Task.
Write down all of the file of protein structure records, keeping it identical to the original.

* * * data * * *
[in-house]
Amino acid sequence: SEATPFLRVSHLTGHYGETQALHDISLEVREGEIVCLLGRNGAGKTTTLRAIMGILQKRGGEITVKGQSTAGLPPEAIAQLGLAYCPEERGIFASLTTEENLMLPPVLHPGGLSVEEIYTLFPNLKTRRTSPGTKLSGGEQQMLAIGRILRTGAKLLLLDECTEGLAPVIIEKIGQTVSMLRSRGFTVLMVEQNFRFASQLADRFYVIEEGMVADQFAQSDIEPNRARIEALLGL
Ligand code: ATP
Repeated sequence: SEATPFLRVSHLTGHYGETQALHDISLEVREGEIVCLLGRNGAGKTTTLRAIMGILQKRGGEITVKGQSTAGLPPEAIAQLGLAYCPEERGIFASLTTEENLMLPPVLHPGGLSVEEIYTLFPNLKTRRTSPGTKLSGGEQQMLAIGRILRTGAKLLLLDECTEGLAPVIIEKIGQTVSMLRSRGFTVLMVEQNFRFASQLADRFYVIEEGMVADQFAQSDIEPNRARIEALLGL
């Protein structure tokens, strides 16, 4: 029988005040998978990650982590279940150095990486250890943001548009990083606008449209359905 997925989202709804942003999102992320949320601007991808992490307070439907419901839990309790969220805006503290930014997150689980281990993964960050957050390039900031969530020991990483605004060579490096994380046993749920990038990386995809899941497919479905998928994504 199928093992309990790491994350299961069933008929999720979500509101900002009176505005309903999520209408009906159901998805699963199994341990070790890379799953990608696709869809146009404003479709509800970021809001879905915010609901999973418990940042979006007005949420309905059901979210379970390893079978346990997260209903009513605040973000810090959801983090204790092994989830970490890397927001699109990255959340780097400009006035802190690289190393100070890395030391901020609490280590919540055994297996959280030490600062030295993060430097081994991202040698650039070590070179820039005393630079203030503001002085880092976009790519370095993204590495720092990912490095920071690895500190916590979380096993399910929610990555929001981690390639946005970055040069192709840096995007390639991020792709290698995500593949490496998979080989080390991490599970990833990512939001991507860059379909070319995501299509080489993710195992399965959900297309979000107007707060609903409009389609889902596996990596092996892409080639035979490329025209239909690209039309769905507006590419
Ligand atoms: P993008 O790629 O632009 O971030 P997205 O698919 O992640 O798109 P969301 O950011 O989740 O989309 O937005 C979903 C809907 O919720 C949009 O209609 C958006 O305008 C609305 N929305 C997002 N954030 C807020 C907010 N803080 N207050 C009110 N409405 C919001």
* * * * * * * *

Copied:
[in-house]
Amino acid sequence: SEATPFLRVSHLTGHYGETQALHDISLEVREGEIVCLLGRNGAGKTTTLRAIMGILQKRGGEITVKGQSTAGLPPEAIAQLGLAYCPEERGIFASLTTEENLMLPPVLHPGGLSVEEIYTLFPNLKTRRTSPGTKLSGGEQQMLAIGRILRTGAKLLLLDECTEGLAPVIIEKIGQTVSMLRSRGFTVLMVEQNFRFASQLADRFYVIEEGMVADQFAQSDIEPNRARIEALLGL
Ligand code: ATP
Repeated sequence: SEATPFLRVSHLTGHYGETQALHDISLEVREGEIVCLLGRNGAGKTTTLRAIMGILQKRGGEITVKGQSTAGLPPEAIAQLGLAYCPEERGIFASLTTEENLMLPPVLHPGGLSVEEIYTLFPNLKTRRTSPGTKLSGGEQQMLAIGRILRTGAKLLLLDECTEGLAPVIIEKIGQTVSMLRSRGFTVLMVEQNFRFASQLADRFYVIEEGMVADQFAQSDIEPNRARIEALLGL
């Protein structure tokens, strides 16, 4: 029988005040998978990650982590279940150095990486250890943001548009990083606008449209359905 997925989202709804942003999102992320949320601007991808992490307070439907419901839990309790969220805006503290930014997150689980281990993964960050957050390039900031969530020991990483605004060579490096994380046993749920990038990386995809899941497919479905998928994504 199928093992309990790491994350299961069933008929999720979500509101900002009176505005309903999520209408009906159901998805699963199994341990070790890379799953990608696709869809146009404003479709509800970021809001879905915010609901999973418990940042979006007005949420309905059901979210379970390893079978346990997260209903009513605040973000810090959801983090204790092994989830970490890397927001699109990255959340780097400009006035802190690289190393100070890395030391901020609490280590919540055994297996959280030490600062030295993060430097081994991202040698650039070590070179820039005393630079203030503001002085880092976009790519370095993204590495720092990912490095920071690895500190916590979380096993399910929610990555929001981690390639946005970055040069192709840096995007390639991020792709290698995500593949490496998979080989080390991490599970990833990512939001991507860059379909070319995501299509080489993710195992399965959900297309979000107007707060609903409009389609889902596996990596092996892409080639035979490329025209239909690209039309769905507006590419
Ligand atoms: P993008 O790629 O632009 O971030 P997205 O698919 O992640 O798109 P969301 O950011 O989740 O989309 O937005 C979903 C809907 O919720 C949009 O209609 C958006 O305008 C609305 N929305 C997002 N954030 C807020 C907010 N803080 N207050 C009110 N409405 C919001």